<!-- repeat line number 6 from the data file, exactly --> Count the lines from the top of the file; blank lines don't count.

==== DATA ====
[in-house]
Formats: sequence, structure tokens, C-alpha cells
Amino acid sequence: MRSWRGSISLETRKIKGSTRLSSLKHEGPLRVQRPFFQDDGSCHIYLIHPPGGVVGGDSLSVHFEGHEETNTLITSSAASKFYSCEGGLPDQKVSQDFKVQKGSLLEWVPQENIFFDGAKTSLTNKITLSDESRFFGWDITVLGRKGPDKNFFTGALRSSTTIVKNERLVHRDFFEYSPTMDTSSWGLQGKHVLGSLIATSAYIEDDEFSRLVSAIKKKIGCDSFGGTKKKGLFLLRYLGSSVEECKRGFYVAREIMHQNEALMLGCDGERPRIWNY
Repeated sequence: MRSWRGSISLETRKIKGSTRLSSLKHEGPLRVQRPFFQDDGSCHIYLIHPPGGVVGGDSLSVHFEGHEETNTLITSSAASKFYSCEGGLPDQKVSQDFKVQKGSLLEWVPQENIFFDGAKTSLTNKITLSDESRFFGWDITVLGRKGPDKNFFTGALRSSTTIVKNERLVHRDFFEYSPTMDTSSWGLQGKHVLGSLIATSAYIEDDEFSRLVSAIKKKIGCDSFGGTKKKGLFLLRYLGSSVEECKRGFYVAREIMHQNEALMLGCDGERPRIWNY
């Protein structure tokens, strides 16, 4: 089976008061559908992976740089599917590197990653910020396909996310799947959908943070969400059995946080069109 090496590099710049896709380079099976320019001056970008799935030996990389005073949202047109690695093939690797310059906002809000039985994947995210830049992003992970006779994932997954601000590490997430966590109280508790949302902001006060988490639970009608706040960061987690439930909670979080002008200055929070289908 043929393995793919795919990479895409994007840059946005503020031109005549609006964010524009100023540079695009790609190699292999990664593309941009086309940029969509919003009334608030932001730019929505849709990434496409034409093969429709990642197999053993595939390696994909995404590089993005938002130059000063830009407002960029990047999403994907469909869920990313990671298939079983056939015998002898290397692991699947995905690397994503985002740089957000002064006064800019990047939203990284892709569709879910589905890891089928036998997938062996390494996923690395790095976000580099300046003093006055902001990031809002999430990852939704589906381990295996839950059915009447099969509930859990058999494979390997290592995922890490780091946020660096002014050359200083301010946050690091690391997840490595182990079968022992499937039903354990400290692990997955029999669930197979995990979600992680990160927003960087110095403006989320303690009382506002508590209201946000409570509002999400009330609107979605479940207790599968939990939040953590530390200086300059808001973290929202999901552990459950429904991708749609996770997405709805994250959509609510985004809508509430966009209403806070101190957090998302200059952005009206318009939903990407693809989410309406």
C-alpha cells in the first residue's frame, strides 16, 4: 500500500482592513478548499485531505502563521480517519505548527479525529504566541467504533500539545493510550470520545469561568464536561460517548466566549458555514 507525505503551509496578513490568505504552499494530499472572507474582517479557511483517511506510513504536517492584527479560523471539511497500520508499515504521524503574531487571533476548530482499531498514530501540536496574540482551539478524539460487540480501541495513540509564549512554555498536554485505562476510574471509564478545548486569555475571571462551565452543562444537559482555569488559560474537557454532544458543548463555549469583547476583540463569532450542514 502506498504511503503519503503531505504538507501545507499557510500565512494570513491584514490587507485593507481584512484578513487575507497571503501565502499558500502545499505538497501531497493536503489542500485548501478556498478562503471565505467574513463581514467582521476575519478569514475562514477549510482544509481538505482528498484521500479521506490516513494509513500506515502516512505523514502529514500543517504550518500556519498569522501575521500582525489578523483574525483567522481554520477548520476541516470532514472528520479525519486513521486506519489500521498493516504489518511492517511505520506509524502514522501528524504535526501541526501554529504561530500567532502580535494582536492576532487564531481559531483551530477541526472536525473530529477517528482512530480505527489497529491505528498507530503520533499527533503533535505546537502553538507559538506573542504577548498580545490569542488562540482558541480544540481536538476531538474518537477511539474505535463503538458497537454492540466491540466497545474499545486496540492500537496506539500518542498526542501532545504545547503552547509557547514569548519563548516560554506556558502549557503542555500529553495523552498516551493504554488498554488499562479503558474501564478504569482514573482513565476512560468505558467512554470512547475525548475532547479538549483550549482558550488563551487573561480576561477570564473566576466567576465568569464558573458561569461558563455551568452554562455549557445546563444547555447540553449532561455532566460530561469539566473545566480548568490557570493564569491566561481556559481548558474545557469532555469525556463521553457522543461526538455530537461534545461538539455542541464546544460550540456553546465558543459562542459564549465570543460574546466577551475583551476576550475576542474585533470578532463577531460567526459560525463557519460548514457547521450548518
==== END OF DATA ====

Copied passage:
C-alpha cells in the first residue's frame, strides 16, 4: 500500500482592513478548499485531505502563521480517519505548527479525529504566541467504533500539545493510550470520545469561568464536561460517548466566549458555514 507525505503551509496578513490568505504552499494530499472572507474582517479557511483517511506510513504536517492584527479560523471539511497500520508499515504521524503574531487571533476548530482499531498514530501540536496574540482551539478524539460487540480501541495513540509564549512554555498536554485505562476510574471509564478545548486569555475571571462551565452543562444537559482555569488559560474537557454532544458543548463555549469583547476583540463569532450542514 502506498504511503503519503503531505504538507501545507499557510500565512494570513491584514490587507485593507481584512484578513487575507497571503501565502499558500502545499505538497501531497493536503489542500485548501478556498478562503471565505467574513463581514467582521476575519478569514475562514477549510482544509481538505482528498484521500479521506490516513494509513500506515502516512505523514502529514500543517504550518500556519498569522501575521500582525489578523483574525483567522481554520477548520476541516470532514472528520479525519486513521486506519489500521498493516504489518511492517511505520506509524502514522501528524504535526501541526501554529504561530500567532502580535494582536492576532487564531481559531483551530477541526472536525473530529477517528482512530480505527489497529491505528498507530503520533499527533503533535505546537502553538507559538506573542504577548498580545490569542488562540482558541480544540481536538476531538474518537477511539474505535463503538458497537454492540466491540466497545474499545486496540492500537496506539500518542498526542501532545504545547503552547509557547514569548519563548516560554506556558502549557503542555500529553495523552498516551493504554488498554488499562479503558474501564478504569482514573482513565476512560468505558467512554470512547475525548475532547479538549483550549482558550488563551487573561480576561477570564473566576466567576465568569464558573458561569461558563455551568452554562455549557445546563444547555447540553449532561455532566460530561469539566473545566480548568490557570493564569491566561481556559481548558474545557469532555469525556463521553457522543461526538455530537461534545461538539455542541464546544460550540456553546465558543459562542459564549465570543460574546466577551475583551476576550475576542474585533470578532463577531460567526459560525463557519460548514457547521450548518